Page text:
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Women and Nineteenth-Century Reform

The problem for Dix and other women reformers of the nineteenth century was how to engage in social causes without losing their femininity. Opponents of women’s suffrage argued that political engagement would make women “mannish” and thereby undermine the social order. Even Catharine Beecher argued that women should not receive the right to vote because it would destroy their feminine virtues. Instead, Beecher believed that women could best exert their moral influence through their roles in the Christian home and neighborhood.

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5,000 Women March for Equality: 1913

In a woman’s suffrage demonstration to-day the capital saw the greatest parade of women in its history. In the allegory presented on the Treasury steps it saw a wonderful series of dramatic pictures. In the parade over 5,000 women passed down Pennsylvania Avenue. Some were riding, more were afoot. Floats throughout the procession illustrated the progress the woman’s suffrage cause had made in the last seventy-five years. Scattered throughout the parade were the standards of nearly every State in the Union. It was an astonishing demonstration.

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Rose Schneiderman: N.Y. Senators vs. Working Women

Rose Schneiderman, an organizer for the New York Women’s Trade Union League, worked to bring together middle and working-class women in support of women’s right to vote. She makes a good case here against male politicians’ opposition to woman suffrage and she supports working women’s efforts to reduce the hours of labor and secure protective legislation.

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Brown, Mary E. (1865 — 1948)

In January, 1919, Mary E. Brown was one of the suffragists who picketed the White House during President Woodrow Wilson’s Administration. She was arrested for her efforts advocating for the 19th Amendment designed to allow women the right to vote. Mrs. Brown was subsequently sentenced and spent five days in the District of Columbia’s jail.

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How To Interest Women In Voting

“…Of course, no one woman has the right to say what the mass of women want to accomplish with their vote, but I can at least say what I hope the Democratic women wish to achieve.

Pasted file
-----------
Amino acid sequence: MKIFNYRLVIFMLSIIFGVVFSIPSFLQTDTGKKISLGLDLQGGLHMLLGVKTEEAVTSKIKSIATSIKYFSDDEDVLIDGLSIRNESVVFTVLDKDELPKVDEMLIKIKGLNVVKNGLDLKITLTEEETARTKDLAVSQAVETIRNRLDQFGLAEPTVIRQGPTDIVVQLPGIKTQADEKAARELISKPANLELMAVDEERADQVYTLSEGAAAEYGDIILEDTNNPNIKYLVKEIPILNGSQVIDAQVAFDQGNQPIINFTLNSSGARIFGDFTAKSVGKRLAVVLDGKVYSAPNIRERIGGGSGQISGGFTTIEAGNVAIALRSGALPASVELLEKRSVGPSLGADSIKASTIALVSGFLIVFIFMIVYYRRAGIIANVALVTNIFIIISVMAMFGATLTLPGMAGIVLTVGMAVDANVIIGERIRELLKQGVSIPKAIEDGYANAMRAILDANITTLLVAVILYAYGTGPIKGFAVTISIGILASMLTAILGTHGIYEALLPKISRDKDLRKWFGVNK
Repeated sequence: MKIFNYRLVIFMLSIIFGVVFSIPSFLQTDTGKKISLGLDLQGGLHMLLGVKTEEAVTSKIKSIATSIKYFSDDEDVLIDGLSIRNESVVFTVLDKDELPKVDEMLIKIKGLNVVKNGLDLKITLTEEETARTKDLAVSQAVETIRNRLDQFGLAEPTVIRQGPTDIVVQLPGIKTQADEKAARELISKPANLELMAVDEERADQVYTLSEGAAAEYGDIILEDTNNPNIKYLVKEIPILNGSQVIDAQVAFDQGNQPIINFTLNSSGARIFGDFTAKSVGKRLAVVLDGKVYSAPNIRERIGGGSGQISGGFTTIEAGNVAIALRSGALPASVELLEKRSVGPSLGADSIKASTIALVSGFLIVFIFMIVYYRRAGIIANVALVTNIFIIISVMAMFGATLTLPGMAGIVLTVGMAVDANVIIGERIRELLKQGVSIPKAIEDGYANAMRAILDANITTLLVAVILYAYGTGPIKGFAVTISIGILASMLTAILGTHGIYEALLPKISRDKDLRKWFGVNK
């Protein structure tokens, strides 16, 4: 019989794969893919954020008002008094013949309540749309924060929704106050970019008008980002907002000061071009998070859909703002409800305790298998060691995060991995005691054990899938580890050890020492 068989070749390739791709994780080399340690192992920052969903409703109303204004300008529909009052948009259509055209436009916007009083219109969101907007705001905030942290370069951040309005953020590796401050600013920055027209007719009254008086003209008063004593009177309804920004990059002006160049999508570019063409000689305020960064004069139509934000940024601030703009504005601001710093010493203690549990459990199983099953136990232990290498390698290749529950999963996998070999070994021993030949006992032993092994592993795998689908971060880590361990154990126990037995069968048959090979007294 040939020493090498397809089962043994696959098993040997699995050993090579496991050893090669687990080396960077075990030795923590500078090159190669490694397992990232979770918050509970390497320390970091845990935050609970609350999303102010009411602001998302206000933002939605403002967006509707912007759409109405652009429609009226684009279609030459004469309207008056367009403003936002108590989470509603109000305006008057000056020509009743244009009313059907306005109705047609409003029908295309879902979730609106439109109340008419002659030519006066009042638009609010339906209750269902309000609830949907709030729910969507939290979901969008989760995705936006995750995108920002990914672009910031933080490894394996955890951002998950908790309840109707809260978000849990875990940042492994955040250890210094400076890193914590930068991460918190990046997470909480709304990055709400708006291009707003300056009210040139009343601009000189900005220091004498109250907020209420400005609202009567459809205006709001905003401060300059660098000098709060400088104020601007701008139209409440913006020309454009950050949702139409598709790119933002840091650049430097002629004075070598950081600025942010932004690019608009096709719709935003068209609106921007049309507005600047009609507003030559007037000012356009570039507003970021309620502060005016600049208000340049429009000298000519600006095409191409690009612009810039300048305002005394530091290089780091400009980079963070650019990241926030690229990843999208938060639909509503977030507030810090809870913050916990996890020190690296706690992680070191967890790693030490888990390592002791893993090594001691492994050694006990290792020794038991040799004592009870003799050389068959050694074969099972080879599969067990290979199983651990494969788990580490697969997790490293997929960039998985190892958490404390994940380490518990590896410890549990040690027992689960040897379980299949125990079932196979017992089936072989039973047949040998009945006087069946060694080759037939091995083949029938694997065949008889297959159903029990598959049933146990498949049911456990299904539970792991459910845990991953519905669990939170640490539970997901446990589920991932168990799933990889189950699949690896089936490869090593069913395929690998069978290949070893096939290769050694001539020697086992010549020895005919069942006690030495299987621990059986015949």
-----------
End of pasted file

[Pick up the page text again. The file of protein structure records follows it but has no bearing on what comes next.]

First: Honest, clean administration in party organizations, coupled with a real desire to have the people understand fundamental issues. The trouble is the means for knowing the truth are very few, and I consider that it is one of the real duties of political parties to state clearly and plainly their belief and the things for which they stand….”

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Women Must Learn to Play the Game as Men Do

“…To many women who fought so long and so valiantly for suffrage, what has happened has been most discouraging. For one reason or another, most of the leaders who carried the early fight to success have dropped out of politics. This has been in many ways unfortunate. Among them were women with gifts of real leadership. They were exceptional and high types of women, idealists concerned in carrying a cause to victory, with no idea of personal advancement or gain. In fact, attaining the vote was only part of a program for equal rights–an external gesture toward economic independence, and social and spiritual equality with men…”.

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What Ten Million Women Want

“…My fourth point is the woman’s desire to see government lighten her burdens. The first of these burdens is the taxes. On the whole when women see that taxes which they pay bring direct returns in benefits to the community, I do not think that they are averse to paying them, but I do think that our ten million women want much more careful accounting for how their taxes are expended in the local, state or national government. They want to see the actual good which comes to them from these expenditures.

They feel very strongly that governments should not add to their burdens but should lighten them. They are gradually coming to grasp the relation of legislation to the lightening of these burdens, for instance, in such questions as the regulation of public utilities and the development of the water power of our nation. They realize now that cheaper electricity means less work in the home, more time to give to their children, more time for recreation and greater educational opportunities….

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The 19th Amendment

The 19th amendment guarantees all American women the right to vote. Achieving this milestone required a lengthy and difficult struggle; victory took decades of agitation and protest.

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